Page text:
National Oceans Day And ‘The Plastic Pandemic.’ What Will You Do?

via Forbes

The covid pandemic increased the amount of plastic used globally in our efforts to try to keep Covid-19 from spreading.

Plastic gloves, plastic bags instead of canvas shopping bags, plastic in face mask fibers, plastic face shields and even those syringes the medical professionals use to vaccinate us all. Plastic water bottles, more takeout food in Styrofoam containers, more plastic garbage bags as we cleaned more and took out the garbage more often, and don’t forget all that bubble wrap for all those online orders….Think about what plastic you used over the past 15 months, for example. Now multiply that times 320 million Americans or 7+ billion people worldwide.

Read the full story here: https://www.forbes.com/sites/joanmichelson2/2021/06/09/national-oceans-day-and-the-plastic-pandemic-what-will-you-do/

Myanmar volunteers build a great library for orphans from plastic waste

via EuroNews.Green

Volunteers have built a library for orphans in Yangon, Myanmar, using recycled plastic waste.

The project at Taikkyi, a neighbourhood in the north of Myanmar’s biggest city, started in December 2020 as a venture of the NGO Clean Yangon. Using rubbish donations from the local community, the team made eco-bricks by filling plastic bottles with other plastic waste.

Read the full story here: https://www.euronews.com/green/2021/05/30/myanmar-volunteers-built-a-stunning-library-for-orphans-from-plastic-waste

DOE invests $14.5M in plastics recycling R&D

via Waste Today Magazine

The U.S. Department of Energy (DOE), Washington, has announced it plans to invest up to $14.5 million for research and development to cut waste and reduce the energy used to recycle single-use plastics such as plastic bags, wraps and films. This funding is part of the department’s Plastics Innovation Challenge.

According to a news release from the DOE, this funding directed toward plastics recycling technologies will advance the department’s work to address the challenges of plastic scrap recycling and support the Biden administration’s efforts to build a clean energy economy and ensure the U.S. reaches net-zero carbon emissions by 2050.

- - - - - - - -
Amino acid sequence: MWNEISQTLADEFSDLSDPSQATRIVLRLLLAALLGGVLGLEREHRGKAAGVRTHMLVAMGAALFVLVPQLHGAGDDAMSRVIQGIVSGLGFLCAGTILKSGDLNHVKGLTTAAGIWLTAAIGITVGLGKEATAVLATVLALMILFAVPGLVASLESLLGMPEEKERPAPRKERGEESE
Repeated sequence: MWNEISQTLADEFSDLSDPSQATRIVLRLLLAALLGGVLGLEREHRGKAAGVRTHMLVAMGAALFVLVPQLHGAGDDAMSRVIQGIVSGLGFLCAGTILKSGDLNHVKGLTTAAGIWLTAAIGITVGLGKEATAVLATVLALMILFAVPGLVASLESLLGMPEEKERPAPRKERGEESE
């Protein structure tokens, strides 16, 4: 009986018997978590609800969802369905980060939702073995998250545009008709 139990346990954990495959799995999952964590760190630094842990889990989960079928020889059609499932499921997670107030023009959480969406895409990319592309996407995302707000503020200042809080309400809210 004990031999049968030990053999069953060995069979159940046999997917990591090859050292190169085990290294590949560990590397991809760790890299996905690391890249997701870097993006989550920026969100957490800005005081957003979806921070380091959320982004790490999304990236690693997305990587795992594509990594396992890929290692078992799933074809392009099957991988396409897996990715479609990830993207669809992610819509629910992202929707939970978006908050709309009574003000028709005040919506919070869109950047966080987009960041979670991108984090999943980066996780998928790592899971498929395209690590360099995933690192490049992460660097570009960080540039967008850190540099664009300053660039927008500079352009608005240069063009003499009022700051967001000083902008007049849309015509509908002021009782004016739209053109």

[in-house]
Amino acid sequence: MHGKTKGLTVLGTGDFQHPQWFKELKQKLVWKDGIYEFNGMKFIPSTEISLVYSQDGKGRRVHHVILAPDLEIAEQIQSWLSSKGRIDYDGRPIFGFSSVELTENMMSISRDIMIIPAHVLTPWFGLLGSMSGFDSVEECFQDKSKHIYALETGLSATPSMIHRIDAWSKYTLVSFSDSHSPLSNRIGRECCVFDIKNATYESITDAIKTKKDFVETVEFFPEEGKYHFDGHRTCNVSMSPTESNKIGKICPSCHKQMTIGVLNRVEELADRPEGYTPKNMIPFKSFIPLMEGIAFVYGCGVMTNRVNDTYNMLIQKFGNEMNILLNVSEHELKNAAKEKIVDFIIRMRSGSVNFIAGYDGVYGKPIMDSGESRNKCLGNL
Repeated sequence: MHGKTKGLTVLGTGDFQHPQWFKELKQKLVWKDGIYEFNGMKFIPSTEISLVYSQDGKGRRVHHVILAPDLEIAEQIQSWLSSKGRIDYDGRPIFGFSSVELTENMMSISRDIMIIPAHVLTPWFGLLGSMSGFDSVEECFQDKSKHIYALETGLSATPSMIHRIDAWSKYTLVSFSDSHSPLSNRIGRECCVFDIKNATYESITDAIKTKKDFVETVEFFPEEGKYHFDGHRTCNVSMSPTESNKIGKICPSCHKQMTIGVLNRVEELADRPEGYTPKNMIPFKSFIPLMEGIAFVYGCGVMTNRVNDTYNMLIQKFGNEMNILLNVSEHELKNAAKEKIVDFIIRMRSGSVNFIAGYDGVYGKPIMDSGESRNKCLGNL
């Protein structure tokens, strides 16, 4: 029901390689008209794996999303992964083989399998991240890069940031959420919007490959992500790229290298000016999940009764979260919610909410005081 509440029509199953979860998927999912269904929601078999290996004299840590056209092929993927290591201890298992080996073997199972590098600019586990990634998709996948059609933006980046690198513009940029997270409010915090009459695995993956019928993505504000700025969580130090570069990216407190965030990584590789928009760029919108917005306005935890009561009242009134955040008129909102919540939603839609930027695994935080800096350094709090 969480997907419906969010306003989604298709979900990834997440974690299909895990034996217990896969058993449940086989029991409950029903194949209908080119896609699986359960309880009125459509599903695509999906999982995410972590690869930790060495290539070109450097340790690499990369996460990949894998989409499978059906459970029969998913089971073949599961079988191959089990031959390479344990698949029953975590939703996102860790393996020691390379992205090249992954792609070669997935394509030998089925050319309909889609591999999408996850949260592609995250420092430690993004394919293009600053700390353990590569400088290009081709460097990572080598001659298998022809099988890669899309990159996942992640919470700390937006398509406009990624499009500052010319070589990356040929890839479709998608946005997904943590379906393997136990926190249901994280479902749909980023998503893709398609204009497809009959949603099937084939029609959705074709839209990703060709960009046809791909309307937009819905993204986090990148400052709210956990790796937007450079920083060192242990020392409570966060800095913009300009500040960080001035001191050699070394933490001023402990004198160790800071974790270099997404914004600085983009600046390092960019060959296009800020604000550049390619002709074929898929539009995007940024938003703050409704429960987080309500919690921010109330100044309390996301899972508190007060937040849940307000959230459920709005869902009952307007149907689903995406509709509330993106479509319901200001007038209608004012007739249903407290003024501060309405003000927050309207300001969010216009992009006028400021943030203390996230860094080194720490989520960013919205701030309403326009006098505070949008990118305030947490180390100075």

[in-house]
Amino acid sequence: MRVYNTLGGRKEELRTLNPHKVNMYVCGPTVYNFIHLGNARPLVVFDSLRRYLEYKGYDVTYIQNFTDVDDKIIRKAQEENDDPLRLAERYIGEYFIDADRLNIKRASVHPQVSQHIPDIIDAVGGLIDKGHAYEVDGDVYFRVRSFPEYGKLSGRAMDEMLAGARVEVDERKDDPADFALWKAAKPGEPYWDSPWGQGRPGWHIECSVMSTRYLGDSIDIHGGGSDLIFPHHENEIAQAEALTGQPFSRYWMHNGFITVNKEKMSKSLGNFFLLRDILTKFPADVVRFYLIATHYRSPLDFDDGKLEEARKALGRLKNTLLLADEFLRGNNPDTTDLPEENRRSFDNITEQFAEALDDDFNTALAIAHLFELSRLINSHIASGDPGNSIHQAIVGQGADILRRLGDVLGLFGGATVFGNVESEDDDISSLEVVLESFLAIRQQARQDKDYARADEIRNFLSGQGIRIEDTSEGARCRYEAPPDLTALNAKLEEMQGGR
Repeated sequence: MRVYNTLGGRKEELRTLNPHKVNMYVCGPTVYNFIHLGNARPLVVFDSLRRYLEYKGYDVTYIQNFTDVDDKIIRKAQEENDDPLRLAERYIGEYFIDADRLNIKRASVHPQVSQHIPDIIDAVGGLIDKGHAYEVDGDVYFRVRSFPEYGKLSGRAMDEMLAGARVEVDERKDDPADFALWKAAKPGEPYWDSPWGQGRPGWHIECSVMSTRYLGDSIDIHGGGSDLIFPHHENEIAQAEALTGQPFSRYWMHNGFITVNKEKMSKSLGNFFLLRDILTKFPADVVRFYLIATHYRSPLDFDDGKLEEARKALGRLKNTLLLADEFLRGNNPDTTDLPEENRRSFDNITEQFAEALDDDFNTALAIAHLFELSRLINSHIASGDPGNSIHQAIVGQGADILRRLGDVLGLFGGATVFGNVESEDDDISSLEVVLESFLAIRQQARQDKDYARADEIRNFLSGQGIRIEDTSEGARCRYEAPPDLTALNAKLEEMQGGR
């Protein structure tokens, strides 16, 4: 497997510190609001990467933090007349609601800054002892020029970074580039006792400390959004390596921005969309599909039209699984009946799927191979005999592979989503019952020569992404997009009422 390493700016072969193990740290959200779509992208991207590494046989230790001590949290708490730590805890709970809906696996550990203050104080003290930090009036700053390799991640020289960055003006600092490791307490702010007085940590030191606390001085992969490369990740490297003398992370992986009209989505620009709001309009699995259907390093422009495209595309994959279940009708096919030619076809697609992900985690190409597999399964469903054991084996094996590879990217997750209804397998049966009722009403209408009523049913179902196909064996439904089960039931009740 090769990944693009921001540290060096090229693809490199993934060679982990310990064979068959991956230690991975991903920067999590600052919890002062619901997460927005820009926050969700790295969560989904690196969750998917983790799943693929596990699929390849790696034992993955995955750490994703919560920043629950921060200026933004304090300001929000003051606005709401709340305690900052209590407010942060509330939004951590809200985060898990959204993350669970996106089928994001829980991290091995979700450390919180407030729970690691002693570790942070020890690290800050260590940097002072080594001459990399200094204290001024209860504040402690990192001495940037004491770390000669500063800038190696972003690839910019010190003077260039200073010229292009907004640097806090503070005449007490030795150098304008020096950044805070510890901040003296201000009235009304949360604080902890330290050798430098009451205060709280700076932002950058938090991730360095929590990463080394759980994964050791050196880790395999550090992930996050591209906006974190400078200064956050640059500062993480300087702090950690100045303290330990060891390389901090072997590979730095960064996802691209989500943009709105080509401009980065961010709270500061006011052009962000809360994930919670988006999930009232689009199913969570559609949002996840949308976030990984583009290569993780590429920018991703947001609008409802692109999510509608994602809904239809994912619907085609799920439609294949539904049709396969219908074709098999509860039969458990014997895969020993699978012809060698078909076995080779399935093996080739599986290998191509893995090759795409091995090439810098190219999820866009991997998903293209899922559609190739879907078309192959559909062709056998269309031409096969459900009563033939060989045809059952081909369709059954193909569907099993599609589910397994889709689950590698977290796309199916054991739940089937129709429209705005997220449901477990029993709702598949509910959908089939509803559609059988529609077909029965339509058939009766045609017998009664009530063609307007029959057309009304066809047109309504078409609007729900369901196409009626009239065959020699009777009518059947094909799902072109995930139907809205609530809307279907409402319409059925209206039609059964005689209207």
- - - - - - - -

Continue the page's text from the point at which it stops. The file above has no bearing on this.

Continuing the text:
Read the full story here: https://www.wastetodaymagazine.com/article/department-energy-funding-plastics-innovation-challenge-update/

MSU Researchers Publish Study On Biomineralization Of Plastic Waste For Cement Mortar

via JDSupra

On April 13, 2021, Montana State University (MSU) researchers from its Norm Asbjornson College of Engineering published an article entitled “Biomineralization of Plastic Waste to Improve the Strength of Plastic-Reinforced Cement Mortar.” The study evaluates calcium carbonate biomineralization techniques applied to coat plastic waste and improve the compressive strength of plastic-reinforced mortar (PRM), a type of plastic-reinforced cementitious material (PRC).

Read the full sotry here: https://www.jdsupra.com/legalnews/msu-researchers-publish-study-on-8199658/

Plastic waste in the sea mainly drifts near the coast

via Science Daily

The pollution of the world’s oceans with plastic waste is one of the major environmental problems of our time. However, very little is known about how much plastic is distributed globally in the ocean. Models based on ocean currents have so far suggested that the plastic mainly collects in large ocean gyres. Now, researchers at the University of Bern have calculated the distribution of plastic waste on a global scale while taking into account the fact that plastic can get beached. In their study, which has just been published in the Environmental Research Letters scientific journal, they come to the conclusion that most of the plastic does not end up in the open sea. Far more of it than previously thought remains near the coast or ends up on beaches. “In all the scenarios we’ve calculated,” says Victor Onink, the study’s lead author, “about 80 percent of floating plastic waste drifts no more than 10 kilometers from the coast five years after it entered the ocean.”

Read the full story here: https://www.sciencedaily.com/releases/2021/06/210602130246.htm

Sri Lanka Sues Singapore After Ship Spews Plastic Waste, Causing Huge Environmental Damage

via Global Citizen

Sri Lanka is currently dealing with “the worst beach pollution in our history,” after a Singapore-owned container ship carrying toxic chemicals caught fire, burnt for 12 consecutive days, and spilled plastic debris and other hazardous waste into the ocean. 

The ship, carrying tens of tons of nitric acid, caustic soda, sodium methoxide and methane, was located nine miles off the coast of the capital of Colombo when it caught fire on May 20.

Read the full story here: https://www.globalcitizen.org/en/content/plastic-pollution-ocean-ship-sri-lanka/

The Coca-Cola Company And The Ocean Cleanup Join Forces To Clean Up 15 Of The World’s Most Polluting Rivers Of Plastic Waste

via Forbes

The Coca Cola Company and The Ocean Clean-Up project have announced they will be collaborating on a ground-breaking partnership to clean up some of the world’s worst polluting rivers – and collect plastic waste which can be recycled to make new bottles.

The Ocean Clean-Up’s research shows that 1,000 rivers are responsible for nearly 80% of riverine plastic entering the world’s oceans, and their goal is to tackle them with their River Interceptor solution.

Read the full story here: https://www.forbes.com/sites/afdhelaziz/2021/06/02/the-coca-cola-company-and-the-ocean-cleanup-join-forces-to-clean-up-15-of-the-worlds-most-polluting-rivers-of-plastic-waste/